In this Book
This lively, stereotype-shattering story might have been lost, had Cora’s great-granddaughter, Greta Nettleton, not decided to go through some old family trunks instead of discarding most of the contents unexamined. Inside she discovered a rich cache of Cora’s college memorabilia—essential complements to her 1885 diary, which Nettleton had already begun to read. The Quack’s Daughter details Cora’s youthful travails and adventures during a time of great social and economic transformation. From her working-class childhood to her gilded youth and her later married life, Cora experienced triumphs and disappointments as a gifted concert pianist that the reader will recognize as tied to the limited opportunities open to women at the turn of the twentieth century, as well as to the dangerous consequences for those who challenged social norms.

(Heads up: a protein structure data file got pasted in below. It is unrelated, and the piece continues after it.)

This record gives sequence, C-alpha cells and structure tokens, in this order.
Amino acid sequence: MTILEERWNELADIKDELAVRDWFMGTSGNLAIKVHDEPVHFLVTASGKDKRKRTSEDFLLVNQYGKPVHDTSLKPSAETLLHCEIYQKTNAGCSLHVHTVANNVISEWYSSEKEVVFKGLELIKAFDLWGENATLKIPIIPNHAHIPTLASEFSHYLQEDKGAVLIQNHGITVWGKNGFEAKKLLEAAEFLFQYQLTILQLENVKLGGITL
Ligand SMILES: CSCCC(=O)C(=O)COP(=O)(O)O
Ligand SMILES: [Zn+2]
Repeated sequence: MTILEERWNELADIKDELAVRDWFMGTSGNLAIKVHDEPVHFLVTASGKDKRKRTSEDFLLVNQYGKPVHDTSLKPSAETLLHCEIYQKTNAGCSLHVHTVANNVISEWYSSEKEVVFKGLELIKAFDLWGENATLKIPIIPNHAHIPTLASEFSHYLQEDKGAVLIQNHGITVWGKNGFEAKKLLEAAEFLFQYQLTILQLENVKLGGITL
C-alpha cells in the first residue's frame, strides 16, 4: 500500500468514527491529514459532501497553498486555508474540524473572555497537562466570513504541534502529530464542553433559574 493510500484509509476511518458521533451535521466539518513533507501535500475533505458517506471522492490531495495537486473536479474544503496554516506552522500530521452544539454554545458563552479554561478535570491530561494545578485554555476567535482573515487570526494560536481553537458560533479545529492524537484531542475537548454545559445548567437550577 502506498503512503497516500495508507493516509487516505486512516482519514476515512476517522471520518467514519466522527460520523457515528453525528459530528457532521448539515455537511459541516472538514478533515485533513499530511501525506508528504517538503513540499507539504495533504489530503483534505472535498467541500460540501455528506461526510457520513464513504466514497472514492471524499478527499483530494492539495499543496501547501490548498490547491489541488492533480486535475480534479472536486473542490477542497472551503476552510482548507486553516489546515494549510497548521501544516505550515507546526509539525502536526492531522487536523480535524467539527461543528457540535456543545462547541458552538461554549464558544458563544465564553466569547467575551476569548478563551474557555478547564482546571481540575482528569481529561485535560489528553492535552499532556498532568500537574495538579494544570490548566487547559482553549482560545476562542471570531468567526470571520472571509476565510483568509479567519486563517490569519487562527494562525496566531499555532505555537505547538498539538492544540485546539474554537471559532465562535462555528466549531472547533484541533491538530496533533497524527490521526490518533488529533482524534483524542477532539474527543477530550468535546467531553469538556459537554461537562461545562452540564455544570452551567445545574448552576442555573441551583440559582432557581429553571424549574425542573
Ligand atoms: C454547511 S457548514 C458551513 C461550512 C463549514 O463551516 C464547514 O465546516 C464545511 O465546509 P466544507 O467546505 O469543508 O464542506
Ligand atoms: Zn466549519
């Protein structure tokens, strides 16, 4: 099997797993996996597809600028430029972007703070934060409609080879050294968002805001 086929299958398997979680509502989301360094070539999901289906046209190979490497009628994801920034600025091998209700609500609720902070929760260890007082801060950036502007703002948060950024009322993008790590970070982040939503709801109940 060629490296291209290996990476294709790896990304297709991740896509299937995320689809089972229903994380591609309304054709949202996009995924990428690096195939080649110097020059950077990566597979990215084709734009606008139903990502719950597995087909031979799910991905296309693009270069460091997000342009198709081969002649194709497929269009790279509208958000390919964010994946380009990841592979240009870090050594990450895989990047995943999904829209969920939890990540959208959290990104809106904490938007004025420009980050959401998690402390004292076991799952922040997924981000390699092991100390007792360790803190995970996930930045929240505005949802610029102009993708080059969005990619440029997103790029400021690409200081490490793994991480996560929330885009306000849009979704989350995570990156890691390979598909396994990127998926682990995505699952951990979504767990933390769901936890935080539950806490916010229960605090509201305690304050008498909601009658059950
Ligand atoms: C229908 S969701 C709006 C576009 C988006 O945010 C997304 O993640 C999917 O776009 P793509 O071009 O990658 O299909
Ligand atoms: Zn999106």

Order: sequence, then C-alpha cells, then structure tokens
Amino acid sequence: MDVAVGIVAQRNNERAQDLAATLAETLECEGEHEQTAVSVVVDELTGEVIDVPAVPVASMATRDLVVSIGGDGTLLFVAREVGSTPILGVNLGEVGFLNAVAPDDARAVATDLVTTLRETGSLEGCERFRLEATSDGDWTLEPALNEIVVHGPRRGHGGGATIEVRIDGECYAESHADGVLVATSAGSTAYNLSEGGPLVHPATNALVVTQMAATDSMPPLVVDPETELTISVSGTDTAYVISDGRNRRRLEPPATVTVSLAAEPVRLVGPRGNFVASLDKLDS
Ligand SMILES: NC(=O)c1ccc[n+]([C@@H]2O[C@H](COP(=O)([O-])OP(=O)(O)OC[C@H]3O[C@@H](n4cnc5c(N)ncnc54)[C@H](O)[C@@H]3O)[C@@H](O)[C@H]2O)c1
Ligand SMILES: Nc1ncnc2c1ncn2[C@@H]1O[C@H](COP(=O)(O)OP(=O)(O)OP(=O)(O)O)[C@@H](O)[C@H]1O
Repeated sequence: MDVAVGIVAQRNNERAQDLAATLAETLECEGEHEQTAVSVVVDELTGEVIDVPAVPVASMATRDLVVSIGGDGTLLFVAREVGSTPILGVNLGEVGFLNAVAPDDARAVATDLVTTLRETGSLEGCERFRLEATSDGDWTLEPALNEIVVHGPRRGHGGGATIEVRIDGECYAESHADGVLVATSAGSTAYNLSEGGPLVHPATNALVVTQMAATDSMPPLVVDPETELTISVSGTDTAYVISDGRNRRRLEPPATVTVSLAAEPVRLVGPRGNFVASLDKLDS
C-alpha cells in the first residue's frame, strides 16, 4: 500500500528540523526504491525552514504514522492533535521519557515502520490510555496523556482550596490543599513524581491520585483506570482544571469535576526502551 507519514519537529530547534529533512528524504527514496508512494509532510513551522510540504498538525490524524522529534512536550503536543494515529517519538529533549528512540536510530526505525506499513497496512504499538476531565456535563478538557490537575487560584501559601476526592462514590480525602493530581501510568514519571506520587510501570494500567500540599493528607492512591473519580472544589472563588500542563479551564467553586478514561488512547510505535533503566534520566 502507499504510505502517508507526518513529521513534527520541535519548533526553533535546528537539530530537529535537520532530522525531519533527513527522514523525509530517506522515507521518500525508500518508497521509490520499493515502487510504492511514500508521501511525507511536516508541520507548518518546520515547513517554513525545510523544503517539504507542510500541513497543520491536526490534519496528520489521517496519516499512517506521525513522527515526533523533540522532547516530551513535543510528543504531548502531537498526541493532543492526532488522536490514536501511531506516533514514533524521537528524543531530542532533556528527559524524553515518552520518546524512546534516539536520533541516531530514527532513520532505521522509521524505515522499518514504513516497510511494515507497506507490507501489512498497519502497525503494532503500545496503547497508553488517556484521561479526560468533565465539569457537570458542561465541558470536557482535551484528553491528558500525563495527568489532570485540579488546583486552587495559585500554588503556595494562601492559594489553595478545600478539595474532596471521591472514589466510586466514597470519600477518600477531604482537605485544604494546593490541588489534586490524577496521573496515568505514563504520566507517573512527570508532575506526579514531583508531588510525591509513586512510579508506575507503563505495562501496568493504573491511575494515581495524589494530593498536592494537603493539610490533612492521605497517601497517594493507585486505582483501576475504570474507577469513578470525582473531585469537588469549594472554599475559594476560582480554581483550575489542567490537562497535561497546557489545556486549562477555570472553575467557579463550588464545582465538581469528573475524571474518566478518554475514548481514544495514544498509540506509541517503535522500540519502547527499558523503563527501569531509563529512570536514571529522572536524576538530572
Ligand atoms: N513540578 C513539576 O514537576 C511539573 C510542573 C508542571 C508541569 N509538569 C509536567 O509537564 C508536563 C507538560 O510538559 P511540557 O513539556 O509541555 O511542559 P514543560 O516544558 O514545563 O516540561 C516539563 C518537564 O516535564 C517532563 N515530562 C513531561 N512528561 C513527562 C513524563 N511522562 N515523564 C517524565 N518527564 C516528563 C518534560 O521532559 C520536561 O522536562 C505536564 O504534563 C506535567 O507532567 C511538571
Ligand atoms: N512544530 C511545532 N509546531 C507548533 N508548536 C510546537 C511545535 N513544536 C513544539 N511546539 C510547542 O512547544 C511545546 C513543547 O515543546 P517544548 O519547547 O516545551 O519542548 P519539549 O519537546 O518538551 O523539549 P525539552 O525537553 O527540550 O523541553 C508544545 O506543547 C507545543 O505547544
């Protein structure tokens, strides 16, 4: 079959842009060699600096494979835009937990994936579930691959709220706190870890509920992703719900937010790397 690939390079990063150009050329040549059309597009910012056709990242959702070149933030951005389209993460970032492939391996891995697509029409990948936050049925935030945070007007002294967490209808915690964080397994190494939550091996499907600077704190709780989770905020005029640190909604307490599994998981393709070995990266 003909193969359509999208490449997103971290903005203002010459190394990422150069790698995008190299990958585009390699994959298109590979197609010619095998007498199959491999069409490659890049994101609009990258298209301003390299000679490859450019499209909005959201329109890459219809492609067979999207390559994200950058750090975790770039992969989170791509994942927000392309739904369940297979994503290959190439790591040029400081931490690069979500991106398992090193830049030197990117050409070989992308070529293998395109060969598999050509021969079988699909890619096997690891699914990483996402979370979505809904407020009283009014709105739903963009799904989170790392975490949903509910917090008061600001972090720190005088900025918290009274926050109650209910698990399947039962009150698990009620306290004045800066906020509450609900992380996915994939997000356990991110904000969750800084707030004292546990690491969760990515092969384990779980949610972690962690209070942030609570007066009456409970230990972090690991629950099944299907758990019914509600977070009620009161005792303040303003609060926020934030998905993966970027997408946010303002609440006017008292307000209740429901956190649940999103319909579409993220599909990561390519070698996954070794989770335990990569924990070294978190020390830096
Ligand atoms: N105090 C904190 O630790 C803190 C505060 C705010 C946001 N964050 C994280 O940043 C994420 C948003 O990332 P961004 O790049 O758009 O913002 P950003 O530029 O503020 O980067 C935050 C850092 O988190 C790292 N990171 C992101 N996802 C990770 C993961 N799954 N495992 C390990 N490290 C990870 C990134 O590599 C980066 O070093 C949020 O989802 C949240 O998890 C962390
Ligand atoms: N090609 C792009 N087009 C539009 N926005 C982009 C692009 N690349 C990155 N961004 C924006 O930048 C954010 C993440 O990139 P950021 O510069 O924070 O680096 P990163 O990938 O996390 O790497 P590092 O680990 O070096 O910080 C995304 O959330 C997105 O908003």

Set in an era of surging wealth torn by political controversy over inequality and women’s rights and widespread panic about domestic terrorists, The Quack’s Daughter is illustrated with over a hundred original images and photographs that illuminate the life of a spirited and charming heroine who ultimately faced a stark life-and-death crisis that would force her to re-examine her doubts about her mother’s medical integrity.